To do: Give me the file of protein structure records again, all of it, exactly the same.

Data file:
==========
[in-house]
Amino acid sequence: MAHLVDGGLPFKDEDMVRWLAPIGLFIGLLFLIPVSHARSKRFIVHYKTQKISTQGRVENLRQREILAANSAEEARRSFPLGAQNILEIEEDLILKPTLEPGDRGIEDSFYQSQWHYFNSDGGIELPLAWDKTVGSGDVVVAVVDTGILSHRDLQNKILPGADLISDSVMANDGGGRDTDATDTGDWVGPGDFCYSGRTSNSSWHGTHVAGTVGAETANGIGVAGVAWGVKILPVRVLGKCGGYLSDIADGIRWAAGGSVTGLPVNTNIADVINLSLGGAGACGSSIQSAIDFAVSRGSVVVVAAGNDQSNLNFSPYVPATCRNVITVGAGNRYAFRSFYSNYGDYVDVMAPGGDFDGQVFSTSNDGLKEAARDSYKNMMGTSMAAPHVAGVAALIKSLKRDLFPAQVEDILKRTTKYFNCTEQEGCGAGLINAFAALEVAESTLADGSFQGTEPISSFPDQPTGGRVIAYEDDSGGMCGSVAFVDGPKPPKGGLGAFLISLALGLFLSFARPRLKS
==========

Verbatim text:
[in-house]
Amino acid sequence: MAHLVDGGLPFKDEDMVRWLAPIGLFIGLLFLIPVSHARSKRFIVHYKTQKISTQGRVENLRQREILAANSAEEARRSFPLGAQNILEIEEDLILKPTLEPGDRGIEDSFYQSQWHYFNSDGGIELPLAWDKTVGSGDVVVAVVDTGILSHRDLQNKILPGADLISDSVMANDGGGRDTDATDTGDWVGPGDFCYSGRTSNSSWHGTHVAGTVGAETANGIGVAGVAWGVKILPVRVLGKCGGYLSDIADGIRWAAGGSVTGLPVNTNIADVINLSLGGAGACGSSIQSAIDFAVSRGSVVVVAAGNDQSNLNFSPYVPATCRNVITVGAGNRYAFRSFYSNYGDYVDVMAPGGDFDGQVFSTSNDGLKEAARDSYKNMMGTSMAAPHVAGVAALIKSLKRDLFPAQVEDILKRTTKYFNCTEQEGCGAGLINAFAALEVAESTLADGSFQGTEPISSFPDQPTGGRVIAYEDDSGGMCGSVAFVDGPKPPKGGLGAFLISLALGLFLSFARPRLKS